Table 4: Wavenumbers and integral intensities of C–H bonds of vinyl moiety. To avoid ambiguities italics indicates the group to which refers. In parentheses relevant isomer/conformer is denoted.

Wavenumbers of –H stretching vibration of the (EE) and (EZ) conformers are lower than that of –H mode although electron withdrawal power of trifluorocarbonyl group is much higher comparing with dimethylamino group. It is obvious that in highly conjugated systems similar to enaminoketones [8, 9] complicated variations in the charge fluxes take place, and any analysis based only on variations of the charge may turn out to be incorrect, therefore we believe that much more ECCF investigations of various conjugated molecules should be obtained before deriving any conclusion. It is notable that difference in values of the (EE) and (EZ) conformer is small (0.6 km mol−1 dm3) and significantly lower than difference in of respective conformers (2.8 km mol−1 dm3). We attributed this fact to the involvement of –H bond in intramolecular –HF hydrogen bond.

Concentration dependence of profile of IR spectrum of (d6-DMTBN) in the region of vibrations reflects not only conformation equilibrium (EZ)(EE), but also equilibrium between monomeric conformers and their H-bonded complex (see Scheme 1). Moreover, analysis of profile of IR spectra of (DMTBN) and (d6-DMTBN) in the region of carbonyl vibrations revealed that the only of (EE) conformer shifts to lower wavenumbers with increase of enaminoketone concentration (see Figure 8), whereas of the (EZ) conformer is independent of enaminoketone . Therefore, we reached a conclusion that carbonyl of the (EE) conformer takes part in formation of intermolecular H-bond with C– of the (EZ) conformer. Simultaneously intermolecular C–F–C bond is formed, thus cyclic dimer appears as it is presented on Scheme 1. Considering that H-complex is 1 : 1 we evaluated equilibrium constant for both C–O=C and C–F–C hydrogen bond from (8): Equilibrium constant for C–O=C H-bond formation is much higher than that for C–F–C bond formation (viz., 214.4 and 16.4 M−1). Enthalpy of hydrogen bond formation , evaluated from temperature dependence of , revealed that for C–O=C H-bond is more negative than that for C–F–C, hence the former H-bond is stronger as compared with the latter (cf. values of −21.7 and −6.7 kJ mol−1 dm3, resp., Table 3). Thus, when concentration of (d6-DMTBN) increases, dimer between the (EE) and (EZ) conformers is formed due to intermolecular H-bonds, more strong H-bond C–O=C forms in the first place, whereas the bond C–F–C forms afterward. It is notable that enthalpies of H-bond formation, evaluated from Iogansen equation (5) and from temperature measurements, are in good agreement (see Table 3). Nevertheless, some discrepancies arise from insufficient accuracy in evaluation of .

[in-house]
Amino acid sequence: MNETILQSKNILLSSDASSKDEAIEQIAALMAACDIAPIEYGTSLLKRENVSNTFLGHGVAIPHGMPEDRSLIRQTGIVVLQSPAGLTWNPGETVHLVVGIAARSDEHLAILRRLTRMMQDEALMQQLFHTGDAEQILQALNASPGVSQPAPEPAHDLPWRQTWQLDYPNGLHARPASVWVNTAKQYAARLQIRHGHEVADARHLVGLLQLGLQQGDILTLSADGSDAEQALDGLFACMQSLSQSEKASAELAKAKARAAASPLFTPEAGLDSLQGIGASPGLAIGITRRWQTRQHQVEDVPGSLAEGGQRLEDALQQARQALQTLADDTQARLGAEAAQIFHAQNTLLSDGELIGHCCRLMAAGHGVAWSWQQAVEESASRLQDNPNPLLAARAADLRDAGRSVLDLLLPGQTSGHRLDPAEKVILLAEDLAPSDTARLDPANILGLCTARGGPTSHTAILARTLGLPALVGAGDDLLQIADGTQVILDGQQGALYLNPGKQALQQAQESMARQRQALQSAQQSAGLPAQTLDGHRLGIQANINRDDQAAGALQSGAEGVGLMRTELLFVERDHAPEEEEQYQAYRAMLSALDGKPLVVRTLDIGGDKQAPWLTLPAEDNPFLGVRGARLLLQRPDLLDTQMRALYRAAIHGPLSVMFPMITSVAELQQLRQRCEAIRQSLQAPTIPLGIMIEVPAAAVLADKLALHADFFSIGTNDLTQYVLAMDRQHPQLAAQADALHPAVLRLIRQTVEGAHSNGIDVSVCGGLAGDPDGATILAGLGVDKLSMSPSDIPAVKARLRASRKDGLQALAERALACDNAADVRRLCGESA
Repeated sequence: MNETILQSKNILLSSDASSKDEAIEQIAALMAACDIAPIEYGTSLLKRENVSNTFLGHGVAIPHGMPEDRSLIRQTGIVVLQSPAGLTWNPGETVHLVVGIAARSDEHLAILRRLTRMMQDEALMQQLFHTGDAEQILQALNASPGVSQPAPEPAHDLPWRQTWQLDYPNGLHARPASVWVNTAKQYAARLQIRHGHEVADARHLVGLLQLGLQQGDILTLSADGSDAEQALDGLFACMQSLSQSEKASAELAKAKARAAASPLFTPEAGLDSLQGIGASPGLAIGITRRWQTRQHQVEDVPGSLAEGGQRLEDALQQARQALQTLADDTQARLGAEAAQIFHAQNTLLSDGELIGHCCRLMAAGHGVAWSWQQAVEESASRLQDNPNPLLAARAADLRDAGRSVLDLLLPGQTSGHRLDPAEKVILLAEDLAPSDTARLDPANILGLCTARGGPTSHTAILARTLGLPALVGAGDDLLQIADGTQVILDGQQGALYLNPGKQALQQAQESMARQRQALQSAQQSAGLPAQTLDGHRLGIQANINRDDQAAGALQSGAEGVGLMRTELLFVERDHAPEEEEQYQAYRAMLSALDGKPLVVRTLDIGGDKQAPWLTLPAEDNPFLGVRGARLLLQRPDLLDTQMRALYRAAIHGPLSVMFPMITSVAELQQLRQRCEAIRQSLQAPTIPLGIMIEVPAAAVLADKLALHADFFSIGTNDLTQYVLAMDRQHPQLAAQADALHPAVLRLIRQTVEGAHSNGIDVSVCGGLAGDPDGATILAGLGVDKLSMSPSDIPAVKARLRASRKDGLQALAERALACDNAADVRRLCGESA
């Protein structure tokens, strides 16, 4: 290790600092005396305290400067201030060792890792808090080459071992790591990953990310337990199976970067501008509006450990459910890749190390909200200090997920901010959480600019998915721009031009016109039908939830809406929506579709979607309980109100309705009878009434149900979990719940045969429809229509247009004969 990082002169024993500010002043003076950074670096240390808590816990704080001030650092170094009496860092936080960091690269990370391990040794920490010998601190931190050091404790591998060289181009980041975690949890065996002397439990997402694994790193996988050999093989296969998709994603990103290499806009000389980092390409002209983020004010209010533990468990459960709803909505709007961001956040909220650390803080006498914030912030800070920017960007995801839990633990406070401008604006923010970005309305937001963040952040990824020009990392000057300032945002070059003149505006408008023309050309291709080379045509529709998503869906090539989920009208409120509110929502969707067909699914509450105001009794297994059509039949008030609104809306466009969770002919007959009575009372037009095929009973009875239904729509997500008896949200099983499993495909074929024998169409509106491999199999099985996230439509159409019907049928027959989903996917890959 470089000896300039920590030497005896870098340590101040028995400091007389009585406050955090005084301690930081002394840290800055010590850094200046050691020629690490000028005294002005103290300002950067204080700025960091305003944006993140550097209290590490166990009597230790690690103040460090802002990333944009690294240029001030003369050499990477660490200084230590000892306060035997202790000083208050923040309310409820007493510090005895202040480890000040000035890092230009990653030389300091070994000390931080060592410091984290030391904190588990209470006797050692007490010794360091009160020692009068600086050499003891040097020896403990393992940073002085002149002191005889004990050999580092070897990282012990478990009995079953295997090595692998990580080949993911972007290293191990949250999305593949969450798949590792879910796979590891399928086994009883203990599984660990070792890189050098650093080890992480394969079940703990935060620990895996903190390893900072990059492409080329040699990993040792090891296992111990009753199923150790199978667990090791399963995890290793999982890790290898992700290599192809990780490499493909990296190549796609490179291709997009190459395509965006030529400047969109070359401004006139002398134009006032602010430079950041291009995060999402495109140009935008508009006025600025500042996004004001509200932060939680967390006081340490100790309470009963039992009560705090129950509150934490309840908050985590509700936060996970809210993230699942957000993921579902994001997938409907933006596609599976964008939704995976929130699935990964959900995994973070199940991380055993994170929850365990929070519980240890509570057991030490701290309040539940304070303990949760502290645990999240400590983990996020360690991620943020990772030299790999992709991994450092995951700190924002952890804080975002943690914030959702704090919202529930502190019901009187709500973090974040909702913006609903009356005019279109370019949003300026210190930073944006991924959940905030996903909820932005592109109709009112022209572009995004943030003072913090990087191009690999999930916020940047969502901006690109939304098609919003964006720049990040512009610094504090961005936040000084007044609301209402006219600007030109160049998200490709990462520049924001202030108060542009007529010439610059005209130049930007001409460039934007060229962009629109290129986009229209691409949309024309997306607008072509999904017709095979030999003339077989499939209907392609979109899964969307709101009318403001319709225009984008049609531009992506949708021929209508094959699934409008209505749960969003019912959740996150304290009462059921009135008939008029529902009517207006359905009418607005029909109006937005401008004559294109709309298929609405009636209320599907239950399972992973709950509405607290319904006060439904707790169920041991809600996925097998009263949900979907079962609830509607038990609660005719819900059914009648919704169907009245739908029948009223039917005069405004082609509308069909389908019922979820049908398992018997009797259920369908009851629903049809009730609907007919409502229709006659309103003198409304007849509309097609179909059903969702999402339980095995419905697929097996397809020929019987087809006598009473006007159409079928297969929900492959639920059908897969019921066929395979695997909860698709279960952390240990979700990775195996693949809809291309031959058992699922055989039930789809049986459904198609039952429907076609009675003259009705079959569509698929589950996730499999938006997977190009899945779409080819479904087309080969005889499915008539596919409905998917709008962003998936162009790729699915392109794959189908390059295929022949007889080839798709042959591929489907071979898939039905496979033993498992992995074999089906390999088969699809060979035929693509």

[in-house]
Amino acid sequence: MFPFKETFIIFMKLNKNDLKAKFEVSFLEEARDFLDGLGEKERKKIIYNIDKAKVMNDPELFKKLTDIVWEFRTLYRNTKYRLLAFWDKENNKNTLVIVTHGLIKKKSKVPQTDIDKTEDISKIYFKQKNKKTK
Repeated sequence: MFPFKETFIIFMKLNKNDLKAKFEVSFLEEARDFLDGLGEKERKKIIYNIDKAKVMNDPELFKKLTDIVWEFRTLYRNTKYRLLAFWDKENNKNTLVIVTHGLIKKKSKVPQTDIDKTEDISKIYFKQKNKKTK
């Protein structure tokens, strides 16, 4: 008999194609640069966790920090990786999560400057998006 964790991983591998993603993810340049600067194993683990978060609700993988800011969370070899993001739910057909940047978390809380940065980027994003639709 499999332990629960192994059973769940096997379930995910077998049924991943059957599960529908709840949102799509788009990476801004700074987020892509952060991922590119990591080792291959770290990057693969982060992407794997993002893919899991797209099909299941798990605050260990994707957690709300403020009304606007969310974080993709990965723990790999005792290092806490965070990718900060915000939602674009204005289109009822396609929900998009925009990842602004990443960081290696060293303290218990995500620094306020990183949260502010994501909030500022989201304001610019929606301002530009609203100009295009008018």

As it was established earlier [8] there is an intramolecular H-bond C–F–C in the (EE) conformer of (d6-DMTBN), therefore thermodynamic parameters evaluated for equilibrium (EZ)(EE) are complex and combine parameters of an intramolecular C– F–C and intermolecular H-bonds (see Scheme 1) in accord with (9). In other words, conversion of the (EE) conformer to the (EZ) conformer, which takes place during dilution of (d6-DMTBN) solution or at temperature rise, is accompanied with breaking of the intra- and intermolecular hydrogen bonds: where , , , and are enthalpy of equilibrium (EZ)(EE) evaluated experimentally from temperature measurements (Table 3), true enthalpy of this equilibrium, enthalpy of an intramolecular H-bond C–F−C formation, and enthalpy of an intermolecular C–F–C and C–O=C H-bond formation, respectively.

Using (9) and assuming value , to be close to that of an intermolecular C–F–C H-bond formation (ca −6.7 kJ mol−1 dm3) we calculated which turned out to be positive and equaled 25.3 kJ mol−1 dm3. This value consists of enthalpy of equilibrium (EZ)(EE) evaluated experimentally for (CD3)2N–CH=CH–C(O)CH3 (with respect to 16.4 kJ mol−1 dm3 [8]) where formation of intramolecular H-bond and cyclic dimer is impossible. Moreover, DFT calculations revealed that the (EZ) conformer of (DMTBN) is more stable than the (EE) conformer [8]. This result conforms to positive enthalpy of equilibrium (EZ)(EE) (see above), thus confirming validity of supposition of intra- and intermolecular H-bond formation in studied enaminoketones.